Helmut Zake's passion for African art began in the 1960s and when he become head of the Department of Foreign Studies and International Relations at the University of Heidelberg, he spearheaded ethnological research and valuation of African art.

He formed a group, including ethnologist Hans Himmelheber, which became known as the "Circle Zake". Together, the members of the group set out to place works of African art in an appropriate cultural context, but also determine the best way to judge their value. A discerning collector, and always in search of superior artistic quality, Zake amassed an African  collection of unparalleled rarity and authenticity.

Among the different forms of African art, sculpture is probably the best known. In African art, statues of human figures are mainly represented, although some animals, such as birds, antelopes, monkeys, or leopards, are also depicted. There are a few statues representing a moving human figure, but usually the figure is carved sitting on a stool or standing with knees bent. Shango statues, like this model from the Yoruba ethnic group in Nigeria, are usually used by priests or priestesses during ritual dances dedicated to Shango, god of thunder and the main figure of the pantheon of the Yoruba gods.

Masks are objects of art that continue to fascinate historians and collectors. Much more than just works of art, they are objects of worship: sacred accessories that also reveal the social life of their ethnic group. In the Idoma culture, a West African population residing mainly in southeastern Nigeria, there are few masks with many faces, such as this incredible, rare model painted with green, white, and red pigments. Although Idoma masks were used to define social ranks, they are now more common and appear at various festivals and celebrations. The Idoma style is distinguished by the open mouth of the figures, which often reveal a row of teeth.

In Burkina Faso, their masks accompany the stages of life and seasonal traditions, and therefore, come out mainly during the dry season. The Bwa are a population of West Africa living on the border of Burkina Faso and Mali, an area that has a rich artistic tradition. Many of their masks represent animals and can reach impressive dimensions (up to eight feet high or wide). They are often covered with black, white or red graphics, which represent the social and religious laws that people in the village must comply with if they wish to receive the blessing of their gods.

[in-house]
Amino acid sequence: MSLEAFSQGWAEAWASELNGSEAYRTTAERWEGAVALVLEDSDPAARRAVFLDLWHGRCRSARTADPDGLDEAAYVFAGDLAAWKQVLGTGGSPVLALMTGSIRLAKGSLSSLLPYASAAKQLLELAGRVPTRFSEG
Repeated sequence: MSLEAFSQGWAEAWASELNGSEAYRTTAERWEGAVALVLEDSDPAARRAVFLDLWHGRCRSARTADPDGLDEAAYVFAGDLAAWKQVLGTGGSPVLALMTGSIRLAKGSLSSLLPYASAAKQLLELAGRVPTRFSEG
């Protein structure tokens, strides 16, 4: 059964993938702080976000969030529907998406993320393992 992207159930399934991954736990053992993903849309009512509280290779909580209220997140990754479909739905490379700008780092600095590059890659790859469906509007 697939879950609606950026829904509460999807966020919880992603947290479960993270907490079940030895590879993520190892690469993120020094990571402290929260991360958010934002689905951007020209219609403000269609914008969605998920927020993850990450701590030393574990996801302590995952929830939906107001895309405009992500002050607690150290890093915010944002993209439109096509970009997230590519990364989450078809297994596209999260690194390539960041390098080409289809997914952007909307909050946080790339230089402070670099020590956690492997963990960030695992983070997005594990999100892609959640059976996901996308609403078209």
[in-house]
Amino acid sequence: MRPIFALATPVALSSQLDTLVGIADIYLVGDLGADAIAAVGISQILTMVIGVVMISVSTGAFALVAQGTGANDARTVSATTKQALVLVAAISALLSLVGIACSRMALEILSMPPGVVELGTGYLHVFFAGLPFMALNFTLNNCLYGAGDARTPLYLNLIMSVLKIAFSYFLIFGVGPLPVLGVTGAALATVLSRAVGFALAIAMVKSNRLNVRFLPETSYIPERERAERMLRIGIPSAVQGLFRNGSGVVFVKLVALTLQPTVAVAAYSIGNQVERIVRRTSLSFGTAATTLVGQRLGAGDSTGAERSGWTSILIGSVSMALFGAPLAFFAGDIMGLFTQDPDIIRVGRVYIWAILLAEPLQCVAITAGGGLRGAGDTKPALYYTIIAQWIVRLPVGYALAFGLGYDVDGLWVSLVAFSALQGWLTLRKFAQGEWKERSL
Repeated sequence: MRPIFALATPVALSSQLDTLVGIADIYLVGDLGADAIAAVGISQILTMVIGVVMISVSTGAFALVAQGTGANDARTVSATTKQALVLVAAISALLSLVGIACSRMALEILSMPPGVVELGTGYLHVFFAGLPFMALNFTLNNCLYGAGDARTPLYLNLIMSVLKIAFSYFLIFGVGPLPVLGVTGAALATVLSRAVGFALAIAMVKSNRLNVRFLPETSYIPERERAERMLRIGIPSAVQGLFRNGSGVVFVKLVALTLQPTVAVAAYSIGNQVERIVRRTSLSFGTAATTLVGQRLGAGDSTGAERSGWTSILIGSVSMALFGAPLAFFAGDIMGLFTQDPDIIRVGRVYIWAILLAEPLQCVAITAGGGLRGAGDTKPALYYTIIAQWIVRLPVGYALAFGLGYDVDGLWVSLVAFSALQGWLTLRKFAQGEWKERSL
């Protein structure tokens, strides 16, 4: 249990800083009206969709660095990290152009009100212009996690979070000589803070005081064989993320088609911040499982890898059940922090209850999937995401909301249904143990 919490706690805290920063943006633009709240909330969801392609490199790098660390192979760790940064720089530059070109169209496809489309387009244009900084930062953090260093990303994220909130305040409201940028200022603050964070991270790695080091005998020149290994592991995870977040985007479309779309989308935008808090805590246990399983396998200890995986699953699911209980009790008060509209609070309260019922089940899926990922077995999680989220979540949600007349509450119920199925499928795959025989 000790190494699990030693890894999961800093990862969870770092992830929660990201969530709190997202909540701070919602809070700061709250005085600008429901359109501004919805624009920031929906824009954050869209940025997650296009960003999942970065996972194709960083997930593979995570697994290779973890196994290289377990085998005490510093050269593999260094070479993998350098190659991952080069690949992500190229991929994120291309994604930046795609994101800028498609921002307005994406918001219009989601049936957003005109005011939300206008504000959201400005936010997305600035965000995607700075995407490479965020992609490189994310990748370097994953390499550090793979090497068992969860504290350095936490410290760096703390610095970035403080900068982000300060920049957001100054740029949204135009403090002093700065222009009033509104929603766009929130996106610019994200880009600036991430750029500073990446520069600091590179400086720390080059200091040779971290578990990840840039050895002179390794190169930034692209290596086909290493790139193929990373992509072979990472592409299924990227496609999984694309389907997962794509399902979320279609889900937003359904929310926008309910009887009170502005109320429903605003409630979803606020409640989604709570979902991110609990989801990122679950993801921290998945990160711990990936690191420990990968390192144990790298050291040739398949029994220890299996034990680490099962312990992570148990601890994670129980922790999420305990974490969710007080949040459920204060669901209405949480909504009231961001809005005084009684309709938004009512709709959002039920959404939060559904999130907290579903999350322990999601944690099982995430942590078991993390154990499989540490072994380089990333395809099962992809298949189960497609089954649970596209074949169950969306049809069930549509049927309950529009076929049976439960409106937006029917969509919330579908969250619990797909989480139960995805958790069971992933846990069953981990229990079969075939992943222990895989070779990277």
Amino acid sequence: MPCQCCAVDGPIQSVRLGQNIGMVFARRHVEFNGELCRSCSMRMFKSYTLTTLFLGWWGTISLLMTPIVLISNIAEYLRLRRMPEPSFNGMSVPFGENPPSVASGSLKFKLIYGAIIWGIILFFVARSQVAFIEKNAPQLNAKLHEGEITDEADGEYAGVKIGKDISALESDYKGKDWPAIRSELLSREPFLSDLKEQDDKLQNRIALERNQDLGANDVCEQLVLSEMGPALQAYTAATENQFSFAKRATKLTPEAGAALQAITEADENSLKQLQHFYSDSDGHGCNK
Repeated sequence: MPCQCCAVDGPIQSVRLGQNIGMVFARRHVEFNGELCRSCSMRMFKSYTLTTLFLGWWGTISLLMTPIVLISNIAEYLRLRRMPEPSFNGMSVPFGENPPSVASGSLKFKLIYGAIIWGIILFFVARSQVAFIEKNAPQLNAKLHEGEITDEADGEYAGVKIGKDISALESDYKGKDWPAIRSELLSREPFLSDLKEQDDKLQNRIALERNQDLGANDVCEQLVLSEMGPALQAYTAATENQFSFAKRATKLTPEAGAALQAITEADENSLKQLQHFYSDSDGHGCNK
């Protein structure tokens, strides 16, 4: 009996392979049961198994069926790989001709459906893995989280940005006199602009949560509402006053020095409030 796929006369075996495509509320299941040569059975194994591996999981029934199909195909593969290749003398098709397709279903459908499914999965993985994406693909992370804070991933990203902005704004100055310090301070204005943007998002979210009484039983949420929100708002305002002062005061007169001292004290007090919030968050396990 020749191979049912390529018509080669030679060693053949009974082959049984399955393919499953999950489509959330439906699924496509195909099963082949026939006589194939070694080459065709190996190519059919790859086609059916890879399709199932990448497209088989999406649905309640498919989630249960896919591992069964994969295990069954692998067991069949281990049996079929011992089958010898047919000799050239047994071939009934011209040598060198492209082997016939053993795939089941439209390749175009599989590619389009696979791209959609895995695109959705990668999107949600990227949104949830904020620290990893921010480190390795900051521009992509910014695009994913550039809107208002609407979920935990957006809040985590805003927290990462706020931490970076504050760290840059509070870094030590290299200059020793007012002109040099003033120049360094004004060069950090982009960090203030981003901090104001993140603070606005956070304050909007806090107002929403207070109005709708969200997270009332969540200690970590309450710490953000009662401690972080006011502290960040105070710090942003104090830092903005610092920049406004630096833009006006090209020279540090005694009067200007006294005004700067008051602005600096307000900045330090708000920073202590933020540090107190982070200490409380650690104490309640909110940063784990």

The second collection presented within the auction was acquired by the Belgian couple René and Odette Delenne in the 1970s. Oceanic art is represented by a superb Hei-Tiki in nephrite, a traditional Maori pendant (the Maori are the indigenous people of New Zealand.) The Hei-Tiki is portrayed as a human being in a resting position, his legs are folded under him, his arms resting on his thighs, while his head is bent to the right. This pendant is often worn around the neck of a Maori and embodies an ancestor. The Hei (meaning pendant) Tiki (meaning human) brings to its owner the mana (or power) of the ancestors.

In addition, there is an untitled work by Pierre Dimitrienko, a French painter, engraver, and sculptor of abstract art in the 1950s. His work was expressionist in technique, with blocks of dark, subdued colors and delineated abstract shapes.

Gio Ponti, currently honored in a retrospective exhibition at MAD Paris, created a prolific body of furniture work that has revolutionized the world of architecture and design. The Distex armchair is the first in a long series that Ponti produced for Cassina. As Marc Romanelli explains, the Distex model with its elongated figure shows a desire "to break with the bourgeois seated position that was prevalent at the time in the early 1950s, and to encourage people to take a more "lounging" and relaxed position." Ponti also questions the systematic habit of placing chairs against a wall, so the diagonal edge of the chair suggests a freer placement in the domestic space.

This sale will be held on January 26 at Native.

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